Google-Glass-like smell stimulation device proposed as dementia therapy
A novel wearable device has been proposed to deliver electrical pulses stimulating the olfactory system as a way of preventing or slowing dementia-related neurodegeneration. A dysfunctional sense of smell is suspected to be one of the earliest signs of Alzheimer’s and Parkinson’s so it is hypothesized these diseases could be prevented by olfactory stimulation.
For several years researchers have understood that dysfunction in one's sense of smell can be a very early sign of both Parkinson’s disease and Alzheimer’s disease. It is suspected that olfactory networks in the brain could be some of the earliest to degenerate as those diseases progress.
"Olfactory nerves have terminals deep in the brain regions which influence memory and navigation,” explains Yusuf Ozgur Cakmak, lead author on the new research from the University of Otago.
So it has been hypothesized that stimulating olfactory regions in the brain could be a way to either alleviate the symptoms of these neurodegenerative diseases, or even suppress their progression. Underpinning this novel hypothesis has been a recent study finding olfactory function is a valuable sign of consciousness in unresponsive patients with severe brain injury.
Of course if researchers want to rigorously investigate whether olfactory stimulation could be a treatment option for early-stage neurodegeneration they would first need a simple, non-invasive and effective wearable device to do the job. A new study in the journal Frontiers in Neuroscience is presenting a prototype wearable somewhat resembling Google Glasses that offers optimal electrical stimulation in olfactory regions.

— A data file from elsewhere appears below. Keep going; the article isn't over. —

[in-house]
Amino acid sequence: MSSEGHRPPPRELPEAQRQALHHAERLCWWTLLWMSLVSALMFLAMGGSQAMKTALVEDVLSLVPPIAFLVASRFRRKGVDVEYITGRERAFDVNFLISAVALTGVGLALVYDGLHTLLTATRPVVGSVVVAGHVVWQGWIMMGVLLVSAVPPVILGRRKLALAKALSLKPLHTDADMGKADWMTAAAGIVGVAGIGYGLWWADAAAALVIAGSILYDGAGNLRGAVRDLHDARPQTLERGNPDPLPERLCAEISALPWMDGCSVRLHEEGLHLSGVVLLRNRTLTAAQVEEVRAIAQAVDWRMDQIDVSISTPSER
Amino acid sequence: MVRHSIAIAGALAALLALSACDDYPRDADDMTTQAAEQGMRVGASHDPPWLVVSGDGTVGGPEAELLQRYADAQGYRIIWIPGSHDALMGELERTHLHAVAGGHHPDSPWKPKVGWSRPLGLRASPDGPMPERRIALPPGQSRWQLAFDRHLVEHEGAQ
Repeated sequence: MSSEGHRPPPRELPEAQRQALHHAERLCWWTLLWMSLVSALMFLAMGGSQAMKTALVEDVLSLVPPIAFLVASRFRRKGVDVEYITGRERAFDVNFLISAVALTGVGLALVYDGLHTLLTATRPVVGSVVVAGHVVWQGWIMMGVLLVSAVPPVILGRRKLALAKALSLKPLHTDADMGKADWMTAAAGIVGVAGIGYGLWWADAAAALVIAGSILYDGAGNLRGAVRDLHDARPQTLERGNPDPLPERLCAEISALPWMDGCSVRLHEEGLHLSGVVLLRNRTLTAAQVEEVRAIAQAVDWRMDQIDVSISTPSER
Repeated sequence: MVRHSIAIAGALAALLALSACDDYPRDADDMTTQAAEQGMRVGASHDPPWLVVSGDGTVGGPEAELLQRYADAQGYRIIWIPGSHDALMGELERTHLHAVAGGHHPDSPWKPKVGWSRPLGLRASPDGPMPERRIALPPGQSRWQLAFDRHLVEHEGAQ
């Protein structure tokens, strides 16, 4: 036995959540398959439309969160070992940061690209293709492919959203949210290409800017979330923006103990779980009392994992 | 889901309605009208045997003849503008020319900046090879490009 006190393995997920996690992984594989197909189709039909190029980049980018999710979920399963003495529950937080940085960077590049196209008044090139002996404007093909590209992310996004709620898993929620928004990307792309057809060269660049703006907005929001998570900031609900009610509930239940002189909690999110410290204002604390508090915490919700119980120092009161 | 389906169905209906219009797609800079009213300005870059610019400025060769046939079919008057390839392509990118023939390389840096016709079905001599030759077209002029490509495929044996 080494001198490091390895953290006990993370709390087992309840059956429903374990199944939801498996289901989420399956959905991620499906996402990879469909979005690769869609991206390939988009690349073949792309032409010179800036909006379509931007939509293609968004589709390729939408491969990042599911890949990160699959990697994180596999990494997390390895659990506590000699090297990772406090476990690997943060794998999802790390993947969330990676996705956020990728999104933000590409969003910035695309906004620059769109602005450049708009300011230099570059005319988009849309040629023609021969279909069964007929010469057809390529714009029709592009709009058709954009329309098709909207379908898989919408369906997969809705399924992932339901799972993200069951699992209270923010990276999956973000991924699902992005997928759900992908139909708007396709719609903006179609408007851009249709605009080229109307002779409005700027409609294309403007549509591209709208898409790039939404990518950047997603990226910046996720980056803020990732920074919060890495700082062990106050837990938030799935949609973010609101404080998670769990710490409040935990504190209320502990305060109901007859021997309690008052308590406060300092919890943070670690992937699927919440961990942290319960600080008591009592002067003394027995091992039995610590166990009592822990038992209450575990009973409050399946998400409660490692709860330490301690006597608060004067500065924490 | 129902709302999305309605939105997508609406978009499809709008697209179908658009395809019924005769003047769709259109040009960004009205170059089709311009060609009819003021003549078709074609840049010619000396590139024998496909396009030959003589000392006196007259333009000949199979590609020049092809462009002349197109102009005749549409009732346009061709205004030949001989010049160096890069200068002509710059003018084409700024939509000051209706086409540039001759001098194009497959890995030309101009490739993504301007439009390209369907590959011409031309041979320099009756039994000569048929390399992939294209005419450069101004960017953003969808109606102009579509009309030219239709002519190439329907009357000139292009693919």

“The ultimate goal was to develop a system that would allow easier testing in future clinical trials presenting an opportunity to fully develop this potential treatment option,” the researchers write in the new study. “We devised six potential electrode placements leveraging commonly accepted facts of electrical stimulation, easier access through relatively higher conductive pathways into the brain, and practicality.”
Electrical modeling of the brain revealed the prototype device effectively directed stimulation to brain regions responsible for olfactory processing. The study also suggests the stimulation of these olfactory structures can lead to greater activity in the entorhinal cortex, a brain region that plays a fundamental role in memory formation.
Further research is necessary to first test this prototype device on human subjects and confirm its neurostimulation potential. Then, the researchers are proposing a number of possible therapeutic uses that could be explored in clinical trials.
"Applying this treatment via a headset on a hair-free zone that can be worn in daily routine instead of more invasive treatments makes this method unique,” says Cakmak. “We're hopeful this method will help stimulate these networks to alleviate symptoms or suppress the progression of Alzheimer's disease to Dementia. It also has potential to help coma recovery and Parkinson's disease.”
The new research was published in the journal Frontiers in Neuroscience.
Source: University of Otago